Just like there is no end to old to learn or experience emotion, there is also no age to the end of the spiritual development of human beings, since the construction of spirituality accompanies the building itself and the recognition of their integrity as a person projected in future.

We reiterate, once again, that this whole theme can be recognized both in the most advanced and progressive Psychology we call as Positive Psychology, as an Education able to establish new forms of mental organization, greater capacity for affection and completeness in the world in surrounds.

2. Contributions of Positive Psychology

Positive Psychology is extremely significant to be able to understand and study a more advanced line for debate and analysis in academic circles in recent times.

Poseck (2008) draws attention to the movement we know as Positive Psychology appeared in the United States in the late 90s of last century. Complements to a consensus to establish its formal beginning in the inaugural conference that gave Seligman, as began his stage as president of the American Psychological Association (APA) in 1998. He pointed out that there was excessive interest in Psychology to describe the disease and more negative aspects of personality, forgetting the positives, especially emotions, feelings, values and strengths of the human being. Emphasized that one of the initiators of Positive Psychology was Maslow (1991), who wrote a chapter in one of his books on the Psychology of positive point of view.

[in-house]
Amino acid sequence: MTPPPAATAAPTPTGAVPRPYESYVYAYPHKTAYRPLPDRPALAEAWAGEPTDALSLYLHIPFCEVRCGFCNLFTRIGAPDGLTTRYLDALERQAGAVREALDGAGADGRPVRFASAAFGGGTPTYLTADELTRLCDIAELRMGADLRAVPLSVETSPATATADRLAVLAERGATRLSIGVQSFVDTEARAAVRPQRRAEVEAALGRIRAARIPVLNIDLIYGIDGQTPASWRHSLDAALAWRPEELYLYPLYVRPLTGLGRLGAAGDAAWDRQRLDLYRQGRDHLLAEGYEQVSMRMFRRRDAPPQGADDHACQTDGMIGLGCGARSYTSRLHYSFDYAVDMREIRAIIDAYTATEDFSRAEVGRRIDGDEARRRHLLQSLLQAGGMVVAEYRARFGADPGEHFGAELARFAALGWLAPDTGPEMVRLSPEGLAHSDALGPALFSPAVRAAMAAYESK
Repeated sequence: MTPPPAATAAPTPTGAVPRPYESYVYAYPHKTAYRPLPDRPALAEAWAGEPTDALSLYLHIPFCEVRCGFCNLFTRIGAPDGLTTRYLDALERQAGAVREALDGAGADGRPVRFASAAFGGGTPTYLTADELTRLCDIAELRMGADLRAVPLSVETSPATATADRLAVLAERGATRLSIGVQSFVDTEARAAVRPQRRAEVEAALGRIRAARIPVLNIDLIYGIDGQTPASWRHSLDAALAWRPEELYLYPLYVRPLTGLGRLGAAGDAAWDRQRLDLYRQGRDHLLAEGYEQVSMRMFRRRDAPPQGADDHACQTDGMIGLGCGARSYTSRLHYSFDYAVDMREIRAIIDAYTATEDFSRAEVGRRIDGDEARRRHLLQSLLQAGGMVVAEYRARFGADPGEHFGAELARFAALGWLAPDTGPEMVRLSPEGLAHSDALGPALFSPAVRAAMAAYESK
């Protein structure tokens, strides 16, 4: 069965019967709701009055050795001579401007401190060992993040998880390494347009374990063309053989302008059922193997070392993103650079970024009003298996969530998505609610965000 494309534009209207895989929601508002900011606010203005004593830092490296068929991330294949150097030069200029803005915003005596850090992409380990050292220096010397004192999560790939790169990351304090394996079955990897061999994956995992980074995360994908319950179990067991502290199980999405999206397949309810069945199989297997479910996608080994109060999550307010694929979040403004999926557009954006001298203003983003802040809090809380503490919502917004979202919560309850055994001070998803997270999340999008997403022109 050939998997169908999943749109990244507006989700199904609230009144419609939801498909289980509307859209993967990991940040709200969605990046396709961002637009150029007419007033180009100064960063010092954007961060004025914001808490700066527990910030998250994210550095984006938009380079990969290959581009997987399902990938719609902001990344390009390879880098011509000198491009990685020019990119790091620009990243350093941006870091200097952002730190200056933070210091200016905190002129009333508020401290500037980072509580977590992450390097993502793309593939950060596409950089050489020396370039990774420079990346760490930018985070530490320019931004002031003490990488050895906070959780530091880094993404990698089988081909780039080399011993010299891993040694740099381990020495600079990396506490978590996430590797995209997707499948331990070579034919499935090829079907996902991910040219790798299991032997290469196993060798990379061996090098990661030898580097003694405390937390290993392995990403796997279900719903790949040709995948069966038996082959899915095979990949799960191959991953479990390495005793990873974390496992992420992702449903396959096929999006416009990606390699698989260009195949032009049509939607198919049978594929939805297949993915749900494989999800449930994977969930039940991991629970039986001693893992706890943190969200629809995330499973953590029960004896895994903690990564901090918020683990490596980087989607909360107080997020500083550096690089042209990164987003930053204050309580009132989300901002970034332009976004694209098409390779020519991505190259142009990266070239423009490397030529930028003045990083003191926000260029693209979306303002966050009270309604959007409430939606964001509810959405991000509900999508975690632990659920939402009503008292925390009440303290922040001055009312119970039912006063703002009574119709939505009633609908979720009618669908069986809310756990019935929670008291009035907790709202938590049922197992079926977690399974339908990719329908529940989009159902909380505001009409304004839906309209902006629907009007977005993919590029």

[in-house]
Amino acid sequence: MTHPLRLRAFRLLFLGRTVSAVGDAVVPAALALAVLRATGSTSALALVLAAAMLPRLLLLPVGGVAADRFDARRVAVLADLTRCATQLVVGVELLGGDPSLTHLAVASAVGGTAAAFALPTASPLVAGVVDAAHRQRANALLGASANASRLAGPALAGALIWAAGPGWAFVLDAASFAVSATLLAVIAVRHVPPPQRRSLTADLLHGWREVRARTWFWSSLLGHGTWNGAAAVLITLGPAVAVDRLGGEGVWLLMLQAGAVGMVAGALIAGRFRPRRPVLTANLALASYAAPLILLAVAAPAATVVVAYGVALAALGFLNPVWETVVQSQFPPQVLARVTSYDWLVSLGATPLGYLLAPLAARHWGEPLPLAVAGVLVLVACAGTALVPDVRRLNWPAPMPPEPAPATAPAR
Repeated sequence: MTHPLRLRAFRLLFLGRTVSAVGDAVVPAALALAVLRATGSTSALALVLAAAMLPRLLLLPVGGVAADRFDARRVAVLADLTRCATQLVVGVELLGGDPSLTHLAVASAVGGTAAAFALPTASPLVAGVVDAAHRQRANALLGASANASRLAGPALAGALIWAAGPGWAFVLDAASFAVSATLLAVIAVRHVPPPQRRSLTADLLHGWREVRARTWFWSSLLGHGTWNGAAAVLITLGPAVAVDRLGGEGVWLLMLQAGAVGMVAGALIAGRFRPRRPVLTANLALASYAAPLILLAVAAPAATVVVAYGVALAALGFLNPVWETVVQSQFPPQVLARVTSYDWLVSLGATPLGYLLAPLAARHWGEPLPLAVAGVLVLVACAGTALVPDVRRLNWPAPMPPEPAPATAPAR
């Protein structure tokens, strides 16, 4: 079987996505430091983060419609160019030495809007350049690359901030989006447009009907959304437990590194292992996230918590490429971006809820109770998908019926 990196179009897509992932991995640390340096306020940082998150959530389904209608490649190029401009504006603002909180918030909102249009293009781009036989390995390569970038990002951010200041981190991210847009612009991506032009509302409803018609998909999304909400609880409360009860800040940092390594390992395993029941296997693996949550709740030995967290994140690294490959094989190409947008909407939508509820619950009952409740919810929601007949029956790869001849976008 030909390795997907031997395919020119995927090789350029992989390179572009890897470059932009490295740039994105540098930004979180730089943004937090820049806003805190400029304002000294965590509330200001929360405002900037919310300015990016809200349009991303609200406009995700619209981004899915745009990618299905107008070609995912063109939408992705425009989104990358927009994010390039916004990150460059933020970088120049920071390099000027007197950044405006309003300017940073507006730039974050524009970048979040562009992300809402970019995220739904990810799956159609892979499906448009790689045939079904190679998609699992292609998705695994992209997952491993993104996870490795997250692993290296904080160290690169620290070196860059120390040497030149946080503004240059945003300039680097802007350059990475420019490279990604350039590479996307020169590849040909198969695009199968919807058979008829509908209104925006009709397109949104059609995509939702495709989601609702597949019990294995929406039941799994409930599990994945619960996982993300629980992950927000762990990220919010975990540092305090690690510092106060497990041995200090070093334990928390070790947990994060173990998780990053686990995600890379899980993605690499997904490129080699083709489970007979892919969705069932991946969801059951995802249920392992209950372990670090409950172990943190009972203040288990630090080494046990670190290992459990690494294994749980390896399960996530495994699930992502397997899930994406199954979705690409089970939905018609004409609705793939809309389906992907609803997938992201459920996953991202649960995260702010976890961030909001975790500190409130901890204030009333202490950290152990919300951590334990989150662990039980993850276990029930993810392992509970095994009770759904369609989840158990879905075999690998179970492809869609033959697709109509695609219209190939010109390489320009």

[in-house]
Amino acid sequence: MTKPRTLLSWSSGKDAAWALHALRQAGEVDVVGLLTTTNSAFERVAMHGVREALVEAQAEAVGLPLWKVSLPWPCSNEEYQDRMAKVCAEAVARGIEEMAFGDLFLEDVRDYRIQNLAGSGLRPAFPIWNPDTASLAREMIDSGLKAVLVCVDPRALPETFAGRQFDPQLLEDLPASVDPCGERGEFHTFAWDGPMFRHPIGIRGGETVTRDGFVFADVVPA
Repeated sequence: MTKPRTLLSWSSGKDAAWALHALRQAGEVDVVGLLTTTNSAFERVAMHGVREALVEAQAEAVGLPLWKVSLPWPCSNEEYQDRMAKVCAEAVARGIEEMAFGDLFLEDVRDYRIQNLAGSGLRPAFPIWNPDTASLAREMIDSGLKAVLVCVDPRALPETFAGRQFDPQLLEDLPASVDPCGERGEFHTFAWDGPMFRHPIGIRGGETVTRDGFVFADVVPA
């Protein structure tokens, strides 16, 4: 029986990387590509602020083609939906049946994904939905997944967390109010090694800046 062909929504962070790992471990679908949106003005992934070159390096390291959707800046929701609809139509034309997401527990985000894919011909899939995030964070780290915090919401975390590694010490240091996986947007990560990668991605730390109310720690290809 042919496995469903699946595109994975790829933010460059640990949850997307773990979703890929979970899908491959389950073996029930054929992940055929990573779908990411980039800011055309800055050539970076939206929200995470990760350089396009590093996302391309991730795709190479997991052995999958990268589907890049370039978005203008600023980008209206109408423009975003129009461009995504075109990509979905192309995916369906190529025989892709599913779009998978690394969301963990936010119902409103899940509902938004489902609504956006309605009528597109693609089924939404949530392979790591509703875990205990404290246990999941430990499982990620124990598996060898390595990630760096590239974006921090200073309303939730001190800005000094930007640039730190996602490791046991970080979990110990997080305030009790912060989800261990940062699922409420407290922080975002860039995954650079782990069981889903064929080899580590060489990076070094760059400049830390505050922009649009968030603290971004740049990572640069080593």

Maslow is recognized as an author who was highly relevant to the study of so-called Humanistic Psychology, undoubtedly legitimate predecessor of Positive Psychology.

It is important to remember that Psychology as a Human Science eminently originally had three purposes: curing mental illness, making the lives of people happier and identify and cultivate talent. This was unfortunately postponed and Psychology acquired a most healing nature of that Health promotion.